Make sure that you're allowed (and have budget) to hire external consult whenever you think this is necessary. In case of discussions or decisions that may have substantial financial impact, don't doubt, but hire external legal or financial consult to assist you and to validate your findings.

  • Contract & Access
    Make sure your contract includes conditions that prevent your employer from firing you during your report findings period and make sure you have (formal) access to any (supervisory) board member when you think this is opportune.

After this heavy stuff, let's conclude with a nice parable...

Parable of the Cautious Actuary
There was a very cautious actuary,
who never laughed or cried.
He never risked, he never lost,
he never won nor tried.
And when he one day passed away,
his insurance was denied,
For since he never really lived,
they claimed he never died.
- Unknown -

May 22, 2009

WolframAlpha Actuary Wages

The new search engine WolframAlpha, is really a big hit for actuaries and mathematicians. Just fill in a formula like x^2 sin(x) and enjoy what WolframAlpha makes of it....

Some typical handy features for actuaries and other finance whizkids are available.
Just click on the next links to see what WolframAlpha makes of the word:

Click this video to learn more about the use of WolframAlpha.

Let's conclude with an interesting example. Here's what WolframAlpha makes of the word "actuary":

May 16, 2009

Actuary Thyl Ulenspiegel?

Anyone with a little mother wit knows one plus one equals exactly two, not more, not less.

Smart people, like the historic Thyl Ulenspiegel, made a profession out of counting. Every time bystanders gave Thyl the choice between a rix-dollar (a 'two and a half dollar' coin) or 2 dollars coins, he opted for the 2 dollars.

"Two is more than one", Thyl - clearly not an actuary - used to say. People felt pity for 'poor Thyl Ulenspiegel'. That someone like him could be that stupid!

Modern Counting
Today (2009) little has changed. Modern gurus made us believe that, through M&A's, synergy, cooperation, in or outsourcing, the whole becomes greater than the sum of the parts. One plus one could easily equal three or even more.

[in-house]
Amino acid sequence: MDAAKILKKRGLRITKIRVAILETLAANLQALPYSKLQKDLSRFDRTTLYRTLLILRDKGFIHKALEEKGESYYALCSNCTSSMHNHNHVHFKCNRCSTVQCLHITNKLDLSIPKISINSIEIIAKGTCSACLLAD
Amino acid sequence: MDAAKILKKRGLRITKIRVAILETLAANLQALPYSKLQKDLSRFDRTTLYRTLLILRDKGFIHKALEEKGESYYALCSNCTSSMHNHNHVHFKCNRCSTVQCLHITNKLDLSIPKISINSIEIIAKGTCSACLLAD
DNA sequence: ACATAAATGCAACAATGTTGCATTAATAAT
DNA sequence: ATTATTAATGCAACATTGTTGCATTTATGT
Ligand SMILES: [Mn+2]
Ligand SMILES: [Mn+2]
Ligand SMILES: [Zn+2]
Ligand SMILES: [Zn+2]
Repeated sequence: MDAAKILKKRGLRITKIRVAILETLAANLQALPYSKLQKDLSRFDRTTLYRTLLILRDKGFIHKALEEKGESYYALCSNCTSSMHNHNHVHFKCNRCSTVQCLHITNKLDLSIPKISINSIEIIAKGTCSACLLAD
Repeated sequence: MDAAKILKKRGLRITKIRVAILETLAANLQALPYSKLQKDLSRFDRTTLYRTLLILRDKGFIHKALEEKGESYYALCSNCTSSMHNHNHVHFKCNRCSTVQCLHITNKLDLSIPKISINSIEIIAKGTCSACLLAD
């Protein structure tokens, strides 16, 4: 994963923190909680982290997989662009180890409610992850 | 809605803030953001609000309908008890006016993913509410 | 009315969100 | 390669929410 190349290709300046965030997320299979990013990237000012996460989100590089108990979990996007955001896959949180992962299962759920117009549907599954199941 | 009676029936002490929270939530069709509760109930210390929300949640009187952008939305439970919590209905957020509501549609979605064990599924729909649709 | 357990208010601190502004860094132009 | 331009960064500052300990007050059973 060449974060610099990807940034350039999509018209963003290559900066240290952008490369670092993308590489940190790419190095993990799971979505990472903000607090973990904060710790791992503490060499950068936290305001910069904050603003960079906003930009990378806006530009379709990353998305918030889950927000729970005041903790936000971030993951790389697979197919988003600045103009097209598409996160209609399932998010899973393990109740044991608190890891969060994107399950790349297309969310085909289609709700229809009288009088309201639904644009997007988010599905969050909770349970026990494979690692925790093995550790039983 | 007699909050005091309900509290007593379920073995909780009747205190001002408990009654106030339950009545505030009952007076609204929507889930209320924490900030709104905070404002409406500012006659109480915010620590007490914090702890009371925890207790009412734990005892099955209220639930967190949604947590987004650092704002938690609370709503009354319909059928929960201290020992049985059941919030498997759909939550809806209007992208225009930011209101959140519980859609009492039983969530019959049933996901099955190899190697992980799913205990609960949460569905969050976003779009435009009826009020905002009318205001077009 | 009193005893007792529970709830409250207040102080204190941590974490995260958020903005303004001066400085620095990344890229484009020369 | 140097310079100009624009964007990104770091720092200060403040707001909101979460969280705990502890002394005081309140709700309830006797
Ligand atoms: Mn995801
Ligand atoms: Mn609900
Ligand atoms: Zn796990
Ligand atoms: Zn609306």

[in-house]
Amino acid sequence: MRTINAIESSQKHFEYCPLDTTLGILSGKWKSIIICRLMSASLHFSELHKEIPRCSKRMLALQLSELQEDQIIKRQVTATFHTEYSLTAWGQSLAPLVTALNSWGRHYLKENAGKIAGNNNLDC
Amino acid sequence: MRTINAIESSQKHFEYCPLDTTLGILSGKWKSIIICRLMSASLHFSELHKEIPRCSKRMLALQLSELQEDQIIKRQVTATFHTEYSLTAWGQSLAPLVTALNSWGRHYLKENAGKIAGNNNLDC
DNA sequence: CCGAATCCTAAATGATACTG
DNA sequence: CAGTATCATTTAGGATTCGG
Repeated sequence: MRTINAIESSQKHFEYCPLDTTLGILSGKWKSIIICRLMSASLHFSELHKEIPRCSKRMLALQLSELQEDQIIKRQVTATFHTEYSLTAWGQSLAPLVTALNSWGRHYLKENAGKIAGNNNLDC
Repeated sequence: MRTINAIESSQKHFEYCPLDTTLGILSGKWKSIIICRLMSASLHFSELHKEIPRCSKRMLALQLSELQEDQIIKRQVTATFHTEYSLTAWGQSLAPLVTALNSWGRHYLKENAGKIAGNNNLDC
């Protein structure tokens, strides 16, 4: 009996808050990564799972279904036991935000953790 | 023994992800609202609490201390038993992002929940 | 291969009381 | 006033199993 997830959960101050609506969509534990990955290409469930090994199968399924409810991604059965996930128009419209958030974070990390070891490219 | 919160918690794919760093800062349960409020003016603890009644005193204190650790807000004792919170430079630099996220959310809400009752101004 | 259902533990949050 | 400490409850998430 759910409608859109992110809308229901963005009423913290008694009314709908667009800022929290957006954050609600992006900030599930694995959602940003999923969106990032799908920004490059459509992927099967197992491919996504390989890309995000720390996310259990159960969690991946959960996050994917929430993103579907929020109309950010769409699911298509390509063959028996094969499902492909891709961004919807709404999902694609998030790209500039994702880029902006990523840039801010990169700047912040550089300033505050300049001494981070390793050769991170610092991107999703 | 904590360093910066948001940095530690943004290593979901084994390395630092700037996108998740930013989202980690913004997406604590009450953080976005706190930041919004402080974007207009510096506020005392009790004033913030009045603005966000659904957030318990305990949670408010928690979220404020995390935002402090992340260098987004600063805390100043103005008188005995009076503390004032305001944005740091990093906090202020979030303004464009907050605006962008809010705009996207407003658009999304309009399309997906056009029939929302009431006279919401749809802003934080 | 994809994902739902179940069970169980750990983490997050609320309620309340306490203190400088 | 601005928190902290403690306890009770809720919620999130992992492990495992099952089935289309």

However, research has shown that the majority of mergers and acquisitions fail. Hindsight shows that one plus one doesn't add up to three, but only to one point five, or in some cases even to zero. Cause? Synergy benefits and future market are extremely overestimated and cultural differences, despite continued 'slippery warnings', remain underestimated.

Shareholders and management of an acquired company cash their future notional profit surplus, that -at first - appears in the balance sheet as 'goodwill' and than subsequently, over the years, becomes visible as a loss in the P&L.

However there are other modern counters - not actuaries - that can even do better, as will be illustrated next.

Some youth memories never fade..
As a young boy I discovered an unstamped stamp in the attic of our house.

The stamp was worth 50 billion Deutsche Mark, dated 1923.

Completely overwhelmed I tumbled down the stairs to report my parents we'd become billionaires.

A few minutes later, completely disillusioned, I'd learned a new word: Hyperinflation.

The hyperinflation back in the twenties of the the last century is only a trifle of the current (hyper) credit inflation:

U.S. $

A trillion dollars, the Fed 'invests' in buying up debt. By coincidence this equals the amount of money that Europe, the G20, will be pumping in the economy.

For all of 2009, the U.S. administration probably needs to borrow about $2 trillion. That money doesn't really exist, but that's no point of concern! The debt crisis is simply solved with more debt. What was not legitimate for the banks, is now legitimate for the 'bankruptcy proof government'. Frankly, my intuition really starts to falter now ...

Russian Credit Roulette
Modern Ulenspiegels, playing a variant of 'Russian Credit Roulette', have now left the roulette tables. With borrowed money, doubling their bet for five consecutive times in a row, they bet and lost on 'credit red'.

Instead of taking their loss, the government has taken their place at the table and decided to double the bet on red for the sixth time in a row, now playing for a trillion dollars.

All of this under enhanced risk management, governance and supervision of course.

To get a really confident feeling: the probability of consecutive six times black seems both rational and intuitive almost impossible, but is in any case less than the "safe" smaller 2.5% ruin probability (2.5% probability of insolvency) of a pension fund. Some people state there's light at the end of the 'financial crisis' tunnel.

Now let's hope this light is no oncoming train and roulette tables turn out to have a memory after all.

Maybe it's time actuaries get involved in government finance....

May 8, 2009

Live Piracy Map

According to IMB Piracy attacks almost doubled in 2009 first quarter.

Pirating in the Gulf of Aden, transit way for a third of the world's commerce, set a record of 120 attacks in 2008. Estimates of ransom payments vary and are estimated at around $40 million last year.